Organic Orcharding at Creekside Resort
The orchard, when blossoming in April, looks like girls dressed for a dance in pink and white, dancing and swaying in the spring breezes. I always think of Anne of Green Gables’ “White Way of Delight” when I walk through the spring orchard. An orchard in bloom is full of beauty and promise. But warm spring days in the mountains can be deceptive when night temperatures suddenly turn freezing, ruining the promised harvest and turning those beautiful blossoms brown. West Virginia is a challenging place to be an orchardist and being an organic orchardist means being constantly vigilant. Every season has its tasks.
The organic orchard at Creekside was established in 1998 on land that was pasture and hayfield for over a hundred years with no exposure to chemical fertilizers or pesticides. The grass under the trees grows thick and deep green. When it reaches a height of twelve inches, we mow it and let it lie as a green fertilizer and mulch. We also add a ring of rotted manure around each tree for added nitrogen.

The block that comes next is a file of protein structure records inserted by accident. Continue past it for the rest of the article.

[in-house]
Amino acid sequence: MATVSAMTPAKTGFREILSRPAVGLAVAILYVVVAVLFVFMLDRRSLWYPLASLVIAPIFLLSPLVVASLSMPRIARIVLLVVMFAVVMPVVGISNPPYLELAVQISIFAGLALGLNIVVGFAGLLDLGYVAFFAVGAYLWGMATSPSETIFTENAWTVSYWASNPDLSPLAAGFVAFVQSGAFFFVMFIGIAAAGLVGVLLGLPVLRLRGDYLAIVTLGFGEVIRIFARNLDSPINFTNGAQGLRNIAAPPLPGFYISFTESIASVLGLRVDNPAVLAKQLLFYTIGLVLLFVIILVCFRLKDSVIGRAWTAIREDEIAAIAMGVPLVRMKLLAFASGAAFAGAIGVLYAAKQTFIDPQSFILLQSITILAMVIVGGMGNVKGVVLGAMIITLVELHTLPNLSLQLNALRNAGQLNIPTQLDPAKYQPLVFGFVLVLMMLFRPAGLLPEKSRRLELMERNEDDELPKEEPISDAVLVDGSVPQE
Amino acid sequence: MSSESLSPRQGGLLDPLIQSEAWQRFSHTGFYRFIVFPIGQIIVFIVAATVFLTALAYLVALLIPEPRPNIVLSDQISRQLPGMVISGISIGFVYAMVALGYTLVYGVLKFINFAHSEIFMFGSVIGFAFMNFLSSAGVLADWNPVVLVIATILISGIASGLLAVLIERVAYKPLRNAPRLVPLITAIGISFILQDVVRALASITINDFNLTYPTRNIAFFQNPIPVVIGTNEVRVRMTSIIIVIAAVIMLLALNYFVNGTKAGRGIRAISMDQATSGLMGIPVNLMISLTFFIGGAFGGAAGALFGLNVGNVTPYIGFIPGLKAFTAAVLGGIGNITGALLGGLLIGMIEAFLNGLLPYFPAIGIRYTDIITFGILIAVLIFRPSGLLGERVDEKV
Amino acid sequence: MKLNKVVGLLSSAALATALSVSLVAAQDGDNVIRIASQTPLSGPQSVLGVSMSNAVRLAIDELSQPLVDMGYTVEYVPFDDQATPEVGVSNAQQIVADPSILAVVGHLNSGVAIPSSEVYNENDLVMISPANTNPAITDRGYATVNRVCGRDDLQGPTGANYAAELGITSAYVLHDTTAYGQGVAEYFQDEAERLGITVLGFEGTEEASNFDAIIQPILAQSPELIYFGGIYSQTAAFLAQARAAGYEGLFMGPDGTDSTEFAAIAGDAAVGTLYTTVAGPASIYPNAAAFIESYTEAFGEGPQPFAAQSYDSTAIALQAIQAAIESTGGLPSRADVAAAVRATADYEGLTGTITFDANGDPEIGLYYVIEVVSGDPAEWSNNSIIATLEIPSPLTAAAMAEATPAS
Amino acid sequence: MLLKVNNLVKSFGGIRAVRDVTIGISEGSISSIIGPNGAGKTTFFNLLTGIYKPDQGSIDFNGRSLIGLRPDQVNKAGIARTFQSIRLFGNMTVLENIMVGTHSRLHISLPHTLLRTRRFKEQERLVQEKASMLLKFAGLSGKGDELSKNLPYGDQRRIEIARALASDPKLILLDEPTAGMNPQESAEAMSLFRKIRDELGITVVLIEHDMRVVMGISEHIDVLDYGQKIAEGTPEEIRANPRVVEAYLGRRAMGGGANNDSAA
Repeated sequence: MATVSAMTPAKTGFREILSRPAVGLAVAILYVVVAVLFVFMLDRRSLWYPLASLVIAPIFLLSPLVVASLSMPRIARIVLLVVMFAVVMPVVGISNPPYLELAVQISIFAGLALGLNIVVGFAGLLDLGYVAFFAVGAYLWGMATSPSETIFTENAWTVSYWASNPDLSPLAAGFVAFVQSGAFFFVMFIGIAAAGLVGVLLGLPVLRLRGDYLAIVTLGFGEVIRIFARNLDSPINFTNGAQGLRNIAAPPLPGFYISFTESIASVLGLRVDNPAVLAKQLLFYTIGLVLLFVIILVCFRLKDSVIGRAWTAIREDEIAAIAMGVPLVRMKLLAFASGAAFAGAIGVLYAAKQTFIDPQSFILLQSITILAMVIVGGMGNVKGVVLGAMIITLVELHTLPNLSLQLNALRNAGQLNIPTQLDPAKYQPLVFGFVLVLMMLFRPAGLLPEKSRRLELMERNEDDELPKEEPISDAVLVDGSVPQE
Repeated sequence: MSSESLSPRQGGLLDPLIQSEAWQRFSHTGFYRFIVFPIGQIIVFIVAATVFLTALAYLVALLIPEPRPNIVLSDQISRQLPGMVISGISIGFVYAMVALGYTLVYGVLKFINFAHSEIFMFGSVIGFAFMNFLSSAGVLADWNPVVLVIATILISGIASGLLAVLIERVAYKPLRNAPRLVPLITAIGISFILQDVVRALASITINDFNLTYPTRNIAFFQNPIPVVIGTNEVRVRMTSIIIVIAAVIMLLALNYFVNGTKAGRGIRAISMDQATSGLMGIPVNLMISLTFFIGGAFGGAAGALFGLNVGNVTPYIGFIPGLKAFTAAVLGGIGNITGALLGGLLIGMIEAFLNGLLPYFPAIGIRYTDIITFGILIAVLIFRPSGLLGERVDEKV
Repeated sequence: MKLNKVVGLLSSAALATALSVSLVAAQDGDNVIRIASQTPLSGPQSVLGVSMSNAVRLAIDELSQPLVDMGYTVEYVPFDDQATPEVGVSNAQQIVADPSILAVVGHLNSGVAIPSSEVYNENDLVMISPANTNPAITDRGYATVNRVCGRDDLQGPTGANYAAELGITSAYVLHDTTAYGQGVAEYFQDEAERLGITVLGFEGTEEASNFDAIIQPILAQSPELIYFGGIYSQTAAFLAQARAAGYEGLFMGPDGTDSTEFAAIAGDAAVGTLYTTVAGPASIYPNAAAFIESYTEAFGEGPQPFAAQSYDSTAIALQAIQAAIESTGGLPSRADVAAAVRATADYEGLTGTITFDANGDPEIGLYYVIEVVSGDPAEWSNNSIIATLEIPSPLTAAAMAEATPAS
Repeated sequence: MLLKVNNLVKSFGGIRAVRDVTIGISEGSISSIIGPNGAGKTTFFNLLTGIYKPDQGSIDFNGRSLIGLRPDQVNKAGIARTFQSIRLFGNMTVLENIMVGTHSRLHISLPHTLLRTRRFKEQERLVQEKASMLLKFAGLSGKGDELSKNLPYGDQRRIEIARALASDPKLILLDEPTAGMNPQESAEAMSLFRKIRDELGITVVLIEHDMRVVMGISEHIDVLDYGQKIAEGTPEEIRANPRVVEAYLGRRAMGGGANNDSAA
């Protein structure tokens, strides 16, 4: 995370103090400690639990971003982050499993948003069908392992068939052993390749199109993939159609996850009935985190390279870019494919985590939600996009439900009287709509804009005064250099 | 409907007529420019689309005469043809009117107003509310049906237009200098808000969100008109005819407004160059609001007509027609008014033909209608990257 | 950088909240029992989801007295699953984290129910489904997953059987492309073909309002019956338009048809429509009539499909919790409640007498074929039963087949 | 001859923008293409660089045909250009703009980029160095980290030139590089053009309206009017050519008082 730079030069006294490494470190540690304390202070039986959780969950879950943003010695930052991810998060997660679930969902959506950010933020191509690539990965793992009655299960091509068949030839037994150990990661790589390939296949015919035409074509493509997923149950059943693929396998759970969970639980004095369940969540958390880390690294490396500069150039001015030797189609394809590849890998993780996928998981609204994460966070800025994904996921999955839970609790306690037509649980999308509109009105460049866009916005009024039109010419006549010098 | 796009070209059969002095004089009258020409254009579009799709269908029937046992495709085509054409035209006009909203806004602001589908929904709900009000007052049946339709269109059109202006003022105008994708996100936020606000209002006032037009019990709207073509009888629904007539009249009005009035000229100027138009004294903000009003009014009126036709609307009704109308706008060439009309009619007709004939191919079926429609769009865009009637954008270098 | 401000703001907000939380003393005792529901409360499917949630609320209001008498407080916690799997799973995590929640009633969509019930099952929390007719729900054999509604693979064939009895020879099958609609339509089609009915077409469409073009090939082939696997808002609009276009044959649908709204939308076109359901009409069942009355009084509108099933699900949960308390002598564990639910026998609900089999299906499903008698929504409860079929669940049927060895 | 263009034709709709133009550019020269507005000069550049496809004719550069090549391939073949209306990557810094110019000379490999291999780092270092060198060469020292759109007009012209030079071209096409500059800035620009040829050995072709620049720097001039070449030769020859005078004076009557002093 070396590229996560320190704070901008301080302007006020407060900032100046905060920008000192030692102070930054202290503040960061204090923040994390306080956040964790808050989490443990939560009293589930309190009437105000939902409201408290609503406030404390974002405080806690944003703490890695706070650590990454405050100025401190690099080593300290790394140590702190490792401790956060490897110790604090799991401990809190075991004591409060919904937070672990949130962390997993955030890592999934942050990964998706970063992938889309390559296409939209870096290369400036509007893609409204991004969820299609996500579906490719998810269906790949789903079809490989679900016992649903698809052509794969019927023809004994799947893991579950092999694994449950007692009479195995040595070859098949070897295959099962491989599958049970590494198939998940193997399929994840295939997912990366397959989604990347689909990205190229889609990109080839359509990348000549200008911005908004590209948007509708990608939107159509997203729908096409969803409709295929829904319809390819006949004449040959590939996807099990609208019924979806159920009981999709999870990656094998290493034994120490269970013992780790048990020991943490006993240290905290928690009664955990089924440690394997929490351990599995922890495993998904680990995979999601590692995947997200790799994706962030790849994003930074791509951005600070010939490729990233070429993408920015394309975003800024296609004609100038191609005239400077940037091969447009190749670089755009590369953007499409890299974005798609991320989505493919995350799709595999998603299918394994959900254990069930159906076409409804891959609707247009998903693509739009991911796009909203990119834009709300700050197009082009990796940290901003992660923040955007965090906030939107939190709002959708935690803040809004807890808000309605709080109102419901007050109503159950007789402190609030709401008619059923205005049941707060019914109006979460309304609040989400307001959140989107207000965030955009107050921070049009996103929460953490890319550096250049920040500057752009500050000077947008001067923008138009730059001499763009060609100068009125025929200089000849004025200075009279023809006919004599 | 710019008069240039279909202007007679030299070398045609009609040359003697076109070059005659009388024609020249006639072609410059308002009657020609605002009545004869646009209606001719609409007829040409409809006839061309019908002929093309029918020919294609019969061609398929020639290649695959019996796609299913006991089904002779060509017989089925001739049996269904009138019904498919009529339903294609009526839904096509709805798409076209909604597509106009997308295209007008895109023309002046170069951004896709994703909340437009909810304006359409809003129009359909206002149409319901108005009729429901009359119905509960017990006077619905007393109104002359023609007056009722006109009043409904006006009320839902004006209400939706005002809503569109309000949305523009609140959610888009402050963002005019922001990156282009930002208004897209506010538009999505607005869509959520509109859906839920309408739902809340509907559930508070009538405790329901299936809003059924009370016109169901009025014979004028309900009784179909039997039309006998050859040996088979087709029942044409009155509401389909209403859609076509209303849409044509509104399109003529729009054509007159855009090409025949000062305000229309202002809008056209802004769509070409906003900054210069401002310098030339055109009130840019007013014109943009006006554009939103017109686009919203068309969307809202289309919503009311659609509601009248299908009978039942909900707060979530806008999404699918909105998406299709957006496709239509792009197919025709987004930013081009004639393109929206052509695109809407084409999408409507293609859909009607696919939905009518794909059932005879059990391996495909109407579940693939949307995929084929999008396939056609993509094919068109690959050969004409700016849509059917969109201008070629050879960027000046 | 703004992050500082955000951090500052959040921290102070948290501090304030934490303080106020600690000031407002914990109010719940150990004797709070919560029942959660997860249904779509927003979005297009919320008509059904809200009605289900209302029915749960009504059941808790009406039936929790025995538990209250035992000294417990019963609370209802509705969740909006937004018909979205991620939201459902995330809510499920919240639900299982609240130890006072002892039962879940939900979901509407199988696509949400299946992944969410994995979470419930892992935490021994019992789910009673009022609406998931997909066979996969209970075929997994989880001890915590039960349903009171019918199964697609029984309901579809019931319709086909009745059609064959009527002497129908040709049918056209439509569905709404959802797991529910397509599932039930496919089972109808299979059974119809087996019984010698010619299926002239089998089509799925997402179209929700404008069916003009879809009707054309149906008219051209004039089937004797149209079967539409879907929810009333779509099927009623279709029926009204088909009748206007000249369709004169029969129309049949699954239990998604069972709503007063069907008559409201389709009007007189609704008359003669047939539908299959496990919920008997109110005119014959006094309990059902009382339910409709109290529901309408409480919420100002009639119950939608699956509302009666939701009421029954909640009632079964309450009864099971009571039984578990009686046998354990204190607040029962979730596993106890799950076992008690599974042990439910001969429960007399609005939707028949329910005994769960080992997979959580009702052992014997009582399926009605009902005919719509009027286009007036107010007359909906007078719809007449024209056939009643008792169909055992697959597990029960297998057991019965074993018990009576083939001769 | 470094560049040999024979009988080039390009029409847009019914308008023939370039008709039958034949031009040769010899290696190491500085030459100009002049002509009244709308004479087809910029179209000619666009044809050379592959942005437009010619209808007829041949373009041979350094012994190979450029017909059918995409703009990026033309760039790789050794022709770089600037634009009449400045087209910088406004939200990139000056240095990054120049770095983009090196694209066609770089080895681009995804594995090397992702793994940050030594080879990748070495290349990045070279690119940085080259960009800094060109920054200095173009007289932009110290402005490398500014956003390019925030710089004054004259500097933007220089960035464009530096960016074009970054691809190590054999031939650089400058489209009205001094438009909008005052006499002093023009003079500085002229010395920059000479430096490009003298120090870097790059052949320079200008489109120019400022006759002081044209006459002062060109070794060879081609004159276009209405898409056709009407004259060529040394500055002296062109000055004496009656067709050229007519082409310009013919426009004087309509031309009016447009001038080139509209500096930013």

January and February are the pruning months. This past January we trimmed some of the apple trees to a modified central leader or open vase style to bring more sun and air to the fruit and to maximize the branches at an easy picking height. In spring the real work begins. In my next blog I will describe the tasks we undertake in the orchard as the orchard awakens each spring.